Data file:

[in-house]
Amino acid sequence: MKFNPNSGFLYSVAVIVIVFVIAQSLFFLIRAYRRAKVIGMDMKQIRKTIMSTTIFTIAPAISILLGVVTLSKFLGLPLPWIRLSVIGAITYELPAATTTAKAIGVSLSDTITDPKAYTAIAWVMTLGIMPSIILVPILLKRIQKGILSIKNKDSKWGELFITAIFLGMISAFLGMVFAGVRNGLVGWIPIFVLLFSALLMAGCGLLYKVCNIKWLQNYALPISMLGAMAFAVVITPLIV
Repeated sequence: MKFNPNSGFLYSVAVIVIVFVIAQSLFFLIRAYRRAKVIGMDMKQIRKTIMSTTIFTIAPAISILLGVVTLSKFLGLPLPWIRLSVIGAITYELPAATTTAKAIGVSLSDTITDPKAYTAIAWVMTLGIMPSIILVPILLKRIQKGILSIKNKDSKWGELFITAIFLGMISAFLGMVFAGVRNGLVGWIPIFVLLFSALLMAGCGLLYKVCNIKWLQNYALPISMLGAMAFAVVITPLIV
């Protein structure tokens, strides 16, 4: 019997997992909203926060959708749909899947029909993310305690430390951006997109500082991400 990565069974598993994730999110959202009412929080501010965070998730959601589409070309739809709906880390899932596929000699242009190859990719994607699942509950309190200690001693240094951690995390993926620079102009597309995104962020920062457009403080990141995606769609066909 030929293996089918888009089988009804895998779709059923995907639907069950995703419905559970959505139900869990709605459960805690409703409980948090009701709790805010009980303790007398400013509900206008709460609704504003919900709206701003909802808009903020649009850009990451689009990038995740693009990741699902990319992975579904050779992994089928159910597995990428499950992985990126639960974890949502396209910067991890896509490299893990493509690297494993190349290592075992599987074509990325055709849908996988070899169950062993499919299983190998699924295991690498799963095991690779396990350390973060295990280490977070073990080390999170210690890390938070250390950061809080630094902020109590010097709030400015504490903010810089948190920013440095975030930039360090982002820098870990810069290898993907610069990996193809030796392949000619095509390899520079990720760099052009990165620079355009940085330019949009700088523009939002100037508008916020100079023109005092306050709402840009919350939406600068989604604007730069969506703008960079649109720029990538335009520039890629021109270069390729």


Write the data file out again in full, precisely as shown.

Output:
[in-house]
Amino acid sequence: MKFNPNSGFLYSVAVIVIVFVIAQSLFFLIRAYRRAKVIGMDMKQIRKTIMSTTIFTIAPAISILLGVVTLSKFLGLPLPWIRLSVIGAITYELPAATTTAKAIGVSLSDTITDPKAYTAIAWVMTLGIMPSIILVPILLKRIQKGILSIKNKDSKWGELFITAIFLGMISAFLGMVFAGVRNGLVGWIPIFVLLFSALLMAGCGLLYKVCNIKWLQNYALPISMLGAMAFAVVITPLIV
Repeated sequence: MKFNPNSGFLYSVAVIVIVFVIAQSLFFLIRAYRRAKVIGMDMKQIRKTIMSTTIFTIAPAISILLGVVTLSKFLGLPLPWIRLSVIGAITYELPAATTTAKAIGVSLSDTITDPKAYTAIAWVMTLGIMPSIILVPILLKRIQKGILSIKNKDSKWGELFITAIFLGMISAFLGMVFAGVRNGLVGWIPIFVLLFSALLMAGCGLLYKVCNIKWLQNYALPISMLGAMAFAVVITPLIV
């Protein structure tokens, strides 16, 4: 019997997992909203926060959708749909899947029909993310305690430390951006997109500082991400 990565069974598993994730999110959202009412929080501010965070998730959601589409070309739809709906880390899932596929000699242009190859990719994607699942509950309190200690001693240094951690995390993926620079102009597309995104962020920062457009403080990141995606769609066909 030929293996089918888009089988009804895998779709059923995907639907069950995703419905559970959505139900869990709605459960805690409703409980948090009701709790805010009980303790007398400013509900206008709460609704504003919900709206701003909802808009903020649009850009990451689009990038995740693009990741699902990319992975579904050779992994089928159910597995990428499950992985990126639960974890949502396209910067991890896509490299893990493509690297494993190349290592075992599987074509990325055709849908996988070899169950062993499919299983190998699924295991690498799963095991690779396990350390973060295990280490977070073990080390999170210690890390938070250390950061809080630094902020109590010097709030400015504490903010810089948190920013440095975030930039360090982002820098870990810069290898993907610069990996193809030796392949000619095509390899520079990720760099052009990165620079355009940085330019949009700088523009939002100037508008916020100079023109005092306050709402840009919350939406600068989604604007730069969506703008960079649109720029990538335009520039890629021109270069390729």